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Location: Auckland, New Zealand

Friday, May 21, 2010

Budget boost allows kaupapa to grow

The driving force behind a South Auckland initiative to increase Maori and Pacific participation in early childhood education is ecstatic about a Budget day boost for the kaupapa.

The Government says $91.8 million dollars will be spent rolling out the Manukau Education Trust's model to other centres around the country.

Trust chair Colleen Brown says a key element is building early childhood centres on school grounds, so there is a seamless transition from pre-school to primary school.

“Now that has presented some challenges for the Ministry of Education because essentially they are building on Ministry of Education land but then it is a community organisation that runs it so that’s a huge step away from where government thinking has been,” Ms Brown says.

The Manukau scheme emerged from a taskforce looking at long term responses to the death of the Kahui twins.


Meanwhile, Education Minister Anne Tolley and tertiary Minister Stephen Joyce were in south Auckland today opening a new building for an initiative at the other end of the education spectrum.

Manukau Institute of Technology's School of Secondary-Tertiary Studies offers an alternative to secondary education by allowing rangatahi to pursue qualifications in areas such as nursing and automotive technology.

Polytechnic head Stuart Middleton says it increases the future employment opportunities for students who might otherwise be tempted to drop out of secondary schools.

He says a third of the current roll is Maori.

Stuart Middleton says the four year programme allows students to gain all levels of the National Certificate of Education Achievement, as well as two years of tertiary qualifications.


Rangatahi are being encouraged to strengthen connections with their whanau during Youth Week, which starts tomorrow.

Project manager Njela Sharrock of Ngati Awa says research shows young Maori who have strong family ties are healthier, and happier and more confident in their identity.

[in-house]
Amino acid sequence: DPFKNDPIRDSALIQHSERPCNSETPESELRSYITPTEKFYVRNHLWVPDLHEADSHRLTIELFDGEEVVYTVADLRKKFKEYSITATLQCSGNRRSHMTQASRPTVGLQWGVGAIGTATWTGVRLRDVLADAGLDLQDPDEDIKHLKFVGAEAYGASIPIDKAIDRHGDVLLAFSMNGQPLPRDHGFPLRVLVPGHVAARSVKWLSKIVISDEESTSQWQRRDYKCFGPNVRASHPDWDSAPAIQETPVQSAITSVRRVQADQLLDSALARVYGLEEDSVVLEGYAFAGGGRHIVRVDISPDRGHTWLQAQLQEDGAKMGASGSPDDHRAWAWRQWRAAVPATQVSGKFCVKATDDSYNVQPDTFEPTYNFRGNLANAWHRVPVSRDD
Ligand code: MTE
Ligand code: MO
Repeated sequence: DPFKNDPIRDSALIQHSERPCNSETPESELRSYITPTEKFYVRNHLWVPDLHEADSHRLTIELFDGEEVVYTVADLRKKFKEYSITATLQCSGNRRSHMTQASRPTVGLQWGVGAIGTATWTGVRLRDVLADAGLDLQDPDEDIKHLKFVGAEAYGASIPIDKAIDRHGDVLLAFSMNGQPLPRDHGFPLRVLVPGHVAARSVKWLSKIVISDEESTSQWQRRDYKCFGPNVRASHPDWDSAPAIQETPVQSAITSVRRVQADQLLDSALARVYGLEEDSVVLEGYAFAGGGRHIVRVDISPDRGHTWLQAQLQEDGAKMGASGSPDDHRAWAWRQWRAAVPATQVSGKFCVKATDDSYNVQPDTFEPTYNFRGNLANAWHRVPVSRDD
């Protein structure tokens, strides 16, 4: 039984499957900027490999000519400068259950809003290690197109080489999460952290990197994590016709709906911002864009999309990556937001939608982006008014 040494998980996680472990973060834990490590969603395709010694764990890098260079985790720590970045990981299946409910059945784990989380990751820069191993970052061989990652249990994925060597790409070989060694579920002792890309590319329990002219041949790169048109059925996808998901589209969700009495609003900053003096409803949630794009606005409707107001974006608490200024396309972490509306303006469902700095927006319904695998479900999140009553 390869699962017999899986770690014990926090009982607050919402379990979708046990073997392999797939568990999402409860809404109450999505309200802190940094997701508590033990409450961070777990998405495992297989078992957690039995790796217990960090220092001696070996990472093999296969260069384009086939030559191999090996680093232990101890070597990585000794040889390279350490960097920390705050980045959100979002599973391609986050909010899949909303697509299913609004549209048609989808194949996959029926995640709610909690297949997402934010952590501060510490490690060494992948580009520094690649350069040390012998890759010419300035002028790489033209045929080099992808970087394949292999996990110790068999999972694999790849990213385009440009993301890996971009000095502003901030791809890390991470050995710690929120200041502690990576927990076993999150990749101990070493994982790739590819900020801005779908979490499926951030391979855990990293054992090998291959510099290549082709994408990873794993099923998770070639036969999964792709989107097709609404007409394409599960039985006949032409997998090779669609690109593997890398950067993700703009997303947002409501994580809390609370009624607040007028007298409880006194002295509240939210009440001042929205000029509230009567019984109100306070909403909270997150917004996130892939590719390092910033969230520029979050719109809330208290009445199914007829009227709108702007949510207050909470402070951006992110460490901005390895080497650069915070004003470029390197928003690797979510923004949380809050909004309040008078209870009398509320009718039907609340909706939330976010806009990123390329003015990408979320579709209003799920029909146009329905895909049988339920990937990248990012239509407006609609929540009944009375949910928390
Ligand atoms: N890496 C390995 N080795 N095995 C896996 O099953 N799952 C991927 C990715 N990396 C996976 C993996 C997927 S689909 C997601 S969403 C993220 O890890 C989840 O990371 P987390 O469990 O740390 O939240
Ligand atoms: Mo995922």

She says communities around the country are getting behind the kaupapa, including a Kaikohe Marae which plans to show rangatahi how to lay a hangi, as well as teach them whakapapa and whanau history.


Maori Party co-leader Tariana Turia is defending the budget's tax breaks for the rich as a fair representation of their value to the country.

The second Budget under the Maori Party's confidence and supply agreement with National delivered an annual pay rise of more than $300,000 to Telecom chief executive Paul Reynolds, and about $3 a week to someone in the Tuhoe area, where the average income is just $22,000.

Mrs Turia says there is a limit to what people are prepared to pay in tax.

“The top earners pay the most tax in the first instance and that money is therefore available to ensure we’ve got the health and social services and other services we need for people who simply can’t afford to pay for those things,” Mrs Turia says.

The Maori Party has identified $266 million in budget spending which will be for the direct benefit of Maori.


Education Minister Anne Tolley says a $91 million initiative to increase Maori participation in early childhood education will require government, communities and even local government to work together.

Mrs Tolley says she's excited by what the Maunukau City Council-backed Manukau Education Trust is doing to increase the percentage of Maori and Pasifika children in pre-schools, and wants to roll it out to other centuries.

She says the trust has built three pre-schools on the grounds of schools in the region, and more are planned with council help.

“Some places they are even talking about making land available for centres where we don’t have a suitable school site or we can’t buy a section to put a centre on so it is a partnership between the community, the Ministry of Education and in some cases the local authority,” Mrs Tolley says.

She says government spending on pre-school education has almost trebled in the past five years without any real increase in participation.

The initiative will be funded out of money which was supposed to increase the percentage of qualified teachers in early childhood centres.


A Maori health promoter is warning Maori to be wary of tuberculosis.

Denise Ewe from Tainui says an awareness programme was shelved last year because resources went into preparing for the swine flu pandemic, but the deadly disease is making a comeback worldwide.

She says it's a particular problem for Maori because it can be easily spread in overcrowded living conditions.

Maori with flu-like symptoms should see a doctor, in case the condition is TB.

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